- The price of a beer in a local pub is approximately €2.50
Commonly referred to as Slovakia’s national dish, Bryndzové Halušky is the delicious combination of potato dumplings topped with sheep’s milk cheese and fried bacon and is available in most Slovak restaurants. In fact, potatoes, sheep cheese, dumplings and meats including pork, beef and chicken, are at the heart of most Slovak dishes. You can even get sweet dumplings, known as Parené buchty, steamed and filled with jam, sweetened poppy seeds and cheese or chocolate. If that sounds scrumptious, try their Šišky, fried dumplings with marmalade and sugar. Luckily, you’ll find most of these tasty selections are often cheaper than meals throughout the rest of Europe.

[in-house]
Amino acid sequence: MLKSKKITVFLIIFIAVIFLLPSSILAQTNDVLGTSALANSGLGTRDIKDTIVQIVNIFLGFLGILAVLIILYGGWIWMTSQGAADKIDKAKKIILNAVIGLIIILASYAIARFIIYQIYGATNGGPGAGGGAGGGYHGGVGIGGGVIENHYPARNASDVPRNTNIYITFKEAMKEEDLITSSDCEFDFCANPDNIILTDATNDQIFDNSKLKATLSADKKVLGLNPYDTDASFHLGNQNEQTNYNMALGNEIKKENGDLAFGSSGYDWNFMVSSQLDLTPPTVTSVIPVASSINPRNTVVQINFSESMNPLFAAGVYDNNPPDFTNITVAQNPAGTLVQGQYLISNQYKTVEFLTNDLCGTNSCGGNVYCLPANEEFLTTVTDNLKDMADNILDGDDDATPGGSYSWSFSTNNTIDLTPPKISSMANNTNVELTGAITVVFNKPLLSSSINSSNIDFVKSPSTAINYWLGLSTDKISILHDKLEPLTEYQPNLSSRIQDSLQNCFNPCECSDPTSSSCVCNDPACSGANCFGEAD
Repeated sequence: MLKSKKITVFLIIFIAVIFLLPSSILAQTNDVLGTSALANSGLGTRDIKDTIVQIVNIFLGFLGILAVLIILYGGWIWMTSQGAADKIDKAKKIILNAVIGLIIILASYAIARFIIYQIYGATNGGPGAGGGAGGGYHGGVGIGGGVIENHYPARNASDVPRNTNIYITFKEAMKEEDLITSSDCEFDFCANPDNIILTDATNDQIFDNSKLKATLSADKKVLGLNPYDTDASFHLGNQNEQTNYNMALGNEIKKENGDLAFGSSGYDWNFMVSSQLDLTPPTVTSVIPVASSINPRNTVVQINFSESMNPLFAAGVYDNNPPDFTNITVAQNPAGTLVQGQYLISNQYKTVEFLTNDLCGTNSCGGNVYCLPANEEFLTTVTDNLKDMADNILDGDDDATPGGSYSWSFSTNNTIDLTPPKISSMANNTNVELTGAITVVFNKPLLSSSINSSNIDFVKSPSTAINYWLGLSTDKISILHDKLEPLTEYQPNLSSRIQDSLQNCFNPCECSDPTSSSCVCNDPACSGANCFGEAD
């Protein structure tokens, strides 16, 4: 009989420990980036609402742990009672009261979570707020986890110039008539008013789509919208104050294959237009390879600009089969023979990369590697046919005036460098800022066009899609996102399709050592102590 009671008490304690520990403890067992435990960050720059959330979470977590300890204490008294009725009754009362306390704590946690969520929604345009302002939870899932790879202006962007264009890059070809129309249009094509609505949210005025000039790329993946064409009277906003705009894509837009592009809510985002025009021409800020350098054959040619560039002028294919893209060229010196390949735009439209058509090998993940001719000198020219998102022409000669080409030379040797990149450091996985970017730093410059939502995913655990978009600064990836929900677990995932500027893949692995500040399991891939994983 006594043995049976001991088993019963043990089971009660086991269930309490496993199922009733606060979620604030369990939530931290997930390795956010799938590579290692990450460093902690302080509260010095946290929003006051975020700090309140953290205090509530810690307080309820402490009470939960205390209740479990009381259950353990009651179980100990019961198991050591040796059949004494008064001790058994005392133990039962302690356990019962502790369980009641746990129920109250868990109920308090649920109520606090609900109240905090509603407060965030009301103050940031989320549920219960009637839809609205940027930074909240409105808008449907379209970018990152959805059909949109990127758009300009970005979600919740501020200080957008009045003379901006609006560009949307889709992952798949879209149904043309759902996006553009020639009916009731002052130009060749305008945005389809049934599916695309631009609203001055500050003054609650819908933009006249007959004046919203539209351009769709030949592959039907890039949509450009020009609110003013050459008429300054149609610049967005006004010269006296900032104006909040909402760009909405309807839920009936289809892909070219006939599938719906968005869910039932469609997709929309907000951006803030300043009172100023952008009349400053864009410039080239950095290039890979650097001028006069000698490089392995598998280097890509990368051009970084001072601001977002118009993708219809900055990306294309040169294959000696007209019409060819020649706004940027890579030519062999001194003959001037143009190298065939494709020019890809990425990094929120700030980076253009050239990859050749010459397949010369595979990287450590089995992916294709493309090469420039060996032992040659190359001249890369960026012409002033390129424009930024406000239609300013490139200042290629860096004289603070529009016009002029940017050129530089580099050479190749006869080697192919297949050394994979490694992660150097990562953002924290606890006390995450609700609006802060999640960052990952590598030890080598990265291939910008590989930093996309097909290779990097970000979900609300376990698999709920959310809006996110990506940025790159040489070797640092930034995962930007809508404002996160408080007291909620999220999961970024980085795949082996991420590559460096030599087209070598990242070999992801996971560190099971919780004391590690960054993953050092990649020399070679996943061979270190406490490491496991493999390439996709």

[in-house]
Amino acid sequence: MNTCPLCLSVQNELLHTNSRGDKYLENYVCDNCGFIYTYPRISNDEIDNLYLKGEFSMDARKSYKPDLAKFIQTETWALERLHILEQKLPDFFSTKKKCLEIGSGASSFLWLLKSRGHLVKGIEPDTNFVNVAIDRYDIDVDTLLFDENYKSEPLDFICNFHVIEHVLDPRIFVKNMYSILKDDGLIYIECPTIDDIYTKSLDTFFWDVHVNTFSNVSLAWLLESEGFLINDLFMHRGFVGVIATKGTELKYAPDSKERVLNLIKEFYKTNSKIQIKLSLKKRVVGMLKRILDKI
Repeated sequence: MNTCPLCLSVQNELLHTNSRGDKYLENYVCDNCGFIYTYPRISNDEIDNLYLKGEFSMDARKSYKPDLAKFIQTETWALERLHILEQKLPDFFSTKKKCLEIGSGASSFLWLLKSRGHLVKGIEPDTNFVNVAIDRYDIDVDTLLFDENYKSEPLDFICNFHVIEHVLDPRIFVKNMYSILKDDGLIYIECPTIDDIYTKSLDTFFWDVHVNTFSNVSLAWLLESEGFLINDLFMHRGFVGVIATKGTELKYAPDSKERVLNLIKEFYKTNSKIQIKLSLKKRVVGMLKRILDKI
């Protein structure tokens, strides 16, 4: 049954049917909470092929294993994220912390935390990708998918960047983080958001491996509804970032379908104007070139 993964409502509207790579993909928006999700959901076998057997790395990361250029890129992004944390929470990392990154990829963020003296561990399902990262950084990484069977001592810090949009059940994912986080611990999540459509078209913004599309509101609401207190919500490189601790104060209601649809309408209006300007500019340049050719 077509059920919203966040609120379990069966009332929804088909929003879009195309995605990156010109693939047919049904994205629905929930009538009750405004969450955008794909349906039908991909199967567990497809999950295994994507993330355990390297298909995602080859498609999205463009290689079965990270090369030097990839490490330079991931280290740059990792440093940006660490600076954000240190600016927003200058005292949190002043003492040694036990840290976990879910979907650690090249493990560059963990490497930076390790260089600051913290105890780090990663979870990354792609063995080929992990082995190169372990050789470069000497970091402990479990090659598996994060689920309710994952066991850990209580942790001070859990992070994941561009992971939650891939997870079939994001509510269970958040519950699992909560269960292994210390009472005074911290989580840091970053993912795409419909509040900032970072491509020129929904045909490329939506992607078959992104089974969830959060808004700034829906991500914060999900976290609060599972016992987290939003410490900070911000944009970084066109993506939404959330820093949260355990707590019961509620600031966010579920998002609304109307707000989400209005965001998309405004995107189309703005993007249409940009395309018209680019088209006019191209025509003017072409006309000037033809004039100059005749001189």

You’ll also find well priced drinks, with local beer Zlaty Bazant typically just €1. Growing in popularity is one of the smallest and oldest wine regions in the world, Tokaj, and should be sampled if only to say you’ve tasted the ‘wine of kings, king of wines’!
Important: When dining at buffets (i.e. breakfast) please refrain from taking food away with you to ‘save’ for later! If you feel that you’ll need snacks between meals, pack some dried fruit, nuts, muesli bars etc.
If you have specific food allergies and/or preferences, we highly recommend you take every precaution before your tour, including carrying a small card with your food allergy listed in each language of every country you are travelling to show to table staff when ordering. Whilst we take all dietary requirements seriously, due to the serious nature of potential allergic reactions, it is your responsibility to be as prepared as possible.